Facts about native gray fox
Native to the Highland Lakes, the gray fox is a member of the dog family (canidae) but has more in common with cats: They climb trees, have elliptical pupils for night vision, cat-like feet with retractable front claws, a long tail for balance, and long sensitive whiskers. Gray and red are the only two types of foxes found in the Texas Hill Country, but reds were introduced to the area by early pioneers from 1890-1895 for sport and the training of foxhounds.
DIFFERENT THAN A RED FOX
Gray foxes (Urocyon cinereoargenteus) have a salt-and-pepper coat with a reddish-brown underbelly and legs and a black stripe along the tail, which has a black tip. They have shorter legs than the red fox, and their fur is not as fluffy, giving them a smaller appearance. They are roughly the size of a medium dog.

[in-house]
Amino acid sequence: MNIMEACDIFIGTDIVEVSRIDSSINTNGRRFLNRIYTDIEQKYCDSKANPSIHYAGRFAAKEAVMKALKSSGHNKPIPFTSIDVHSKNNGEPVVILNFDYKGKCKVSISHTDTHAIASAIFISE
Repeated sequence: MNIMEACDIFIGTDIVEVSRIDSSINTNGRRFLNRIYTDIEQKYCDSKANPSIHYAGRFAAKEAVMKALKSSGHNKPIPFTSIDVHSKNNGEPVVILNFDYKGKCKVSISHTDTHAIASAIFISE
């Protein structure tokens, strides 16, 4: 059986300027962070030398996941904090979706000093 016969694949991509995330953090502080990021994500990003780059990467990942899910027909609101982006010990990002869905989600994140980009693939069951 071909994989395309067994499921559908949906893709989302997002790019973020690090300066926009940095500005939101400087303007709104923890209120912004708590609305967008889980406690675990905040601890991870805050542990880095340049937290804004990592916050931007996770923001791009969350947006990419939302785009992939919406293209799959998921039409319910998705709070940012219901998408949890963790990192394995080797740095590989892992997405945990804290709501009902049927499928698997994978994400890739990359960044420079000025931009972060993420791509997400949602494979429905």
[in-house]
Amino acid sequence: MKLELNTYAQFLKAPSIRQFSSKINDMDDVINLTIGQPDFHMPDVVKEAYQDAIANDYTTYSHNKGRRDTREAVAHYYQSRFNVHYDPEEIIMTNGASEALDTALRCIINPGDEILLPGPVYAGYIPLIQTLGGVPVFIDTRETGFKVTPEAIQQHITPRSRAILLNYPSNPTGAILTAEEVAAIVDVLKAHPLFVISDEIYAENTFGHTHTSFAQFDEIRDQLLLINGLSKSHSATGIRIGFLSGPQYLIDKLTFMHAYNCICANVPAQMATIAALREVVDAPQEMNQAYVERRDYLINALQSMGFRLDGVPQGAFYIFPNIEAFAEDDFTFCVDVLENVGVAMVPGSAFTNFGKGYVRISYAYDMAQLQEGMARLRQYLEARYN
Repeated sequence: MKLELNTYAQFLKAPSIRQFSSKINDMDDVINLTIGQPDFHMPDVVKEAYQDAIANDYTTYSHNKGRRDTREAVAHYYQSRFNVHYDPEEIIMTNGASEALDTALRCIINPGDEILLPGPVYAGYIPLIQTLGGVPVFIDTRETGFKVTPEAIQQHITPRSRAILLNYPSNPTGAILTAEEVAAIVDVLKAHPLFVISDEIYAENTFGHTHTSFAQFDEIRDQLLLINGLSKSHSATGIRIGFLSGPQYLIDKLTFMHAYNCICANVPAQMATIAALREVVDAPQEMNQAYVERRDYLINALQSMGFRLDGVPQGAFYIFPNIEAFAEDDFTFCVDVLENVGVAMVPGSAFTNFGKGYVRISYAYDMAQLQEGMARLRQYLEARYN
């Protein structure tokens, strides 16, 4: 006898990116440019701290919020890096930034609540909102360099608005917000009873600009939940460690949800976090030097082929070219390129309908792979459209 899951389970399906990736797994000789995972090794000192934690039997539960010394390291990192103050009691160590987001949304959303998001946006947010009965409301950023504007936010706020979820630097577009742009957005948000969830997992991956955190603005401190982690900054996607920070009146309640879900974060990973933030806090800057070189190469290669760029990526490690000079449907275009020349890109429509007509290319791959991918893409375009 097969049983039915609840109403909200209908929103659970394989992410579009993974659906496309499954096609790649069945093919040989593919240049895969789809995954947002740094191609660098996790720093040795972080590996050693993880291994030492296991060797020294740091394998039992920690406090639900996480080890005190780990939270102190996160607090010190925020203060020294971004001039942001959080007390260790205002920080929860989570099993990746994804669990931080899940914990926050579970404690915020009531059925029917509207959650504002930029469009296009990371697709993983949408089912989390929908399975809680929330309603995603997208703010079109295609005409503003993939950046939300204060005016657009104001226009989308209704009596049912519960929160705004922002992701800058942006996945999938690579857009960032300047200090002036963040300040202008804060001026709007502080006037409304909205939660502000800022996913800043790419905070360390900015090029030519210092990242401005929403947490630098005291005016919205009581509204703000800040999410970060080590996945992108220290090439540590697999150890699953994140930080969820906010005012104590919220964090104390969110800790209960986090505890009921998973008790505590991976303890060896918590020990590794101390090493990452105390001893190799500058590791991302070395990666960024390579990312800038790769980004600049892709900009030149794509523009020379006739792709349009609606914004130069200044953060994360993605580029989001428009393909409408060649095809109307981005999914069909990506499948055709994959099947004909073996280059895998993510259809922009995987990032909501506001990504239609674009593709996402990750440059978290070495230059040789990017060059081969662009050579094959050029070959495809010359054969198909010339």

Opportunistic feeders, gray foxes will eat just about anything: eggs of all kinds, plants, fruits, insects, small rodents, rabbits, birds, and even decaying carcasses and trash. They store extra food for leaner times by burying it. Foxes do not chew their food; they swallow it whole or tear off small pieces.
WHAT THE FOX SAYS
A fox can make 20-40 sounds. They are vocal animals that use sounds to find each other and alert other foxes, usually kits, to impending danger. They bark, gekker, mew, and scream. Gekkering is a guttural chattering interspersed with yelps.
FOXES IN LOVE
Gray foxes are believed to be monogamous. Breeding season in Texas occurs near the beginning of the year when the weather is chilly. Vixens come into heat once a year for about three days, producing only one litter of about four kits. Once a pair has mated, they find a den and stay together until the kits reach adulthood at around 10 months. The parents reunite in a few months and do it all over again.
MORE FOX FACTS
- Foxes have excellent hearing and can detect rodents digging underground.
- A group of foxes is called a skulk or a leash.
- Males are called dogs, females are vixens, and babies are kits.
- Foxes can run up to 30-40 mph.
- Foxes are crepuscular (dusk) and nocturnal (night) hunters.
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